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Backcountry gear

post #1 of 6
Thread Starter 

So I'm planning on doing some backcountry when I head out to Jackson Hole in early Feb. I've never done it but my friend that lives out there stays away from the resorts and will skin or bootpack up to get his turns in. He rides so he has a splitboard.

 

I use my Mantra's when I ski anything other than East Coast ice or packed powder. If I buy AT bindings can I use them for everyday skiing as well as backcountry? I may just be cheap and buy a backpack and do a couple resort days and a couple bootpack days....

 

Also I don't want to buy new boots - is that necessary for AT bindings?

post #2 of 6

you could buy a set of BCA Alpine Trekkers http://www.backcountryaccess.com/product/trekker/ and skins and use your regular set up to skin, it's not even close to ideal but better than boot packing and cheaper than a touring binding that won't ski as well as an alpine binding.

post #3 of 6
Thread Starter 

Thanks! Those look like a good option for just a day or two of touring and if I'm going to be doing a lot of it in the future I can always invest in a legit setup

post #4 of 6

The Trackers will do fine for what you are looking for. I will say there has been a handful slide related deaths in the region already this season. That along with the new snow has created a very weak base layer. With out training you're playing Russian Roulette with not only your life but that of your friend and any others on the mountain with you. Not a good idea.   

post #5 of 6
Quote:
Originally Posted by SVmike View Post
 

The Trackers will do fine for what you are looking for. I will say there has been a handful slide related deaths in the region already this season. That along with the new snow has created a very weak base layer. With out training you're playing Russian Roulette with not only your life but that of your friend and any others on the mountain with you. Not a good idea.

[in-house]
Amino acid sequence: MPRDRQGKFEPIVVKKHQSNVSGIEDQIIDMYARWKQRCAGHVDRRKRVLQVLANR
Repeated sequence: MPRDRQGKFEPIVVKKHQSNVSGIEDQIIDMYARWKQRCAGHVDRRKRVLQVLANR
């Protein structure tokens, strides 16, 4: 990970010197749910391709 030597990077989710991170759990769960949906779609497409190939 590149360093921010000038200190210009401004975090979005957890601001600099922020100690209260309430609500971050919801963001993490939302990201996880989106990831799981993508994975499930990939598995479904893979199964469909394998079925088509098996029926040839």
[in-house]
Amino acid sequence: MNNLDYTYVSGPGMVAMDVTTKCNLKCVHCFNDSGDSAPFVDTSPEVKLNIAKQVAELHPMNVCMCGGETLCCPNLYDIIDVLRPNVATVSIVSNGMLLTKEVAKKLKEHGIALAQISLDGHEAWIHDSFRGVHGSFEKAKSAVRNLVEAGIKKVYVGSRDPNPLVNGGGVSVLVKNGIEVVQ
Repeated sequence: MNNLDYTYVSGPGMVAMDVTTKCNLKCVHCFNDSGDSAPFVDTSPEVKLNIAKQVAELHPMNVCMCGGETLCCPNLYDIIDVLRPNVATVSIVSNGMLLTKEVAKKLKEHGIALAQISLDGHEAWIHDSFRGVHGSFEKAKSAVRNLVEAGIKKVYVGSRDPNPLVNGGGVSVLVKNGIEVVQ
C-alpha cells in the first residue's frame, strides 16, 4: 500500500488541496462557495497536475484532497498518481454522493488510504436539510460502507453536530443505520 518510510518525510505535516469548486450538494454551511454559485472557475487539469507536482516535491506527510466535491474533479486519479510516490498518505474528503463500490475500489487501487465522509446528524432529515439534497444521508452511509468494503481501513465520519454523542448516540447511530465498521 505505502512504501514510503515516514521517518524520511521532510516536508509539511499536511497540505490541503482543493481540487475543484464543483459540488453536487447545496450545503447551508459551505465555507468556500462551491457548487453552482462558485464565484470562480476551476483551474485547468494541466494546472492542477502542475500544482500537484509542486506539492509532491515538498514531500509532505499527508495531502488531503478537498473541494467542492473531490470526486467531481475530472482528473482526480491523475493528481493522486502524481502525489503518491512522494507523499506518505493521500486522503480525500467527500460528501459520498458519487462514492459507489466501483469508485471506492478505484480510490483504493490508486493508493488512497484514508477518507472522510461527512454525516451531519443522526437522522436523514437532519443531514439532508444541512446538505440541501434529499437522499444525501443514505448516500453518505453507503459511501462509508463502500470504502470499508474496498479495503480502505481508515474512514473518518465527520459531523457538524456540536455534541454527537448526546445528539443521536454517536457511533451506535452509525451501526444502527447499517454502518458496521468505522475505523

OP: You can also rent an AT setup (bindings like Dukes, Adrenalin and Guardians accept downhill boots, or you can rent proper touring boots).

 

It sounds like your friend is well traveled in the backcountry which I assume also means well educated in hazard evaluation. Given that you have no training I assume he will take you in low consequence terrain (trees) as he is putting himself at risk if you are not familiar with self resuce techniques. I disagree with "stay away"/Russian Roulette just because he is a newb. As long as the friend is experienced and smart enough to take him to safe terrain there's no reason for him not to try out skinning/BC skiing.

post #6 of 6
Quote:
Originally Posted by gramboh View Post
 

 

OP: You can also rent an AT setup (bindings like Dukes, Adrenalin and Guardians accept downhill boots, or you can rent proper touring boots).

 

It sounds like your friend is well traveled in the backcountry which I assume also means well educated in hazard evaluation. Given that you have no training I assume he will take you in low consequence terrain (trees) as he is putting himself at risk if you are not familiar with self resuce techniques. I disagree with "stay away"/Russian Roulette just because he is a newb. As long as the friend is experienced and smart enough to take him to safe terrain there's no reason for him not to try out skinning/BC skiing.

What happens if the friend is injured or get caught in a slide? Every single person venturing out of a gate, heading up a skin track should have basic knowledge. I'm not saying don't every go out, just be smart about it. I have lost loved ones in slides. They were world class skiers and Mountaineers. It can happen to anybody. Learn how to use a beacon, know the difference between a wind loaded slope, dig a pit or two. Relying on others in the backcountry is foolish and dangerous.  

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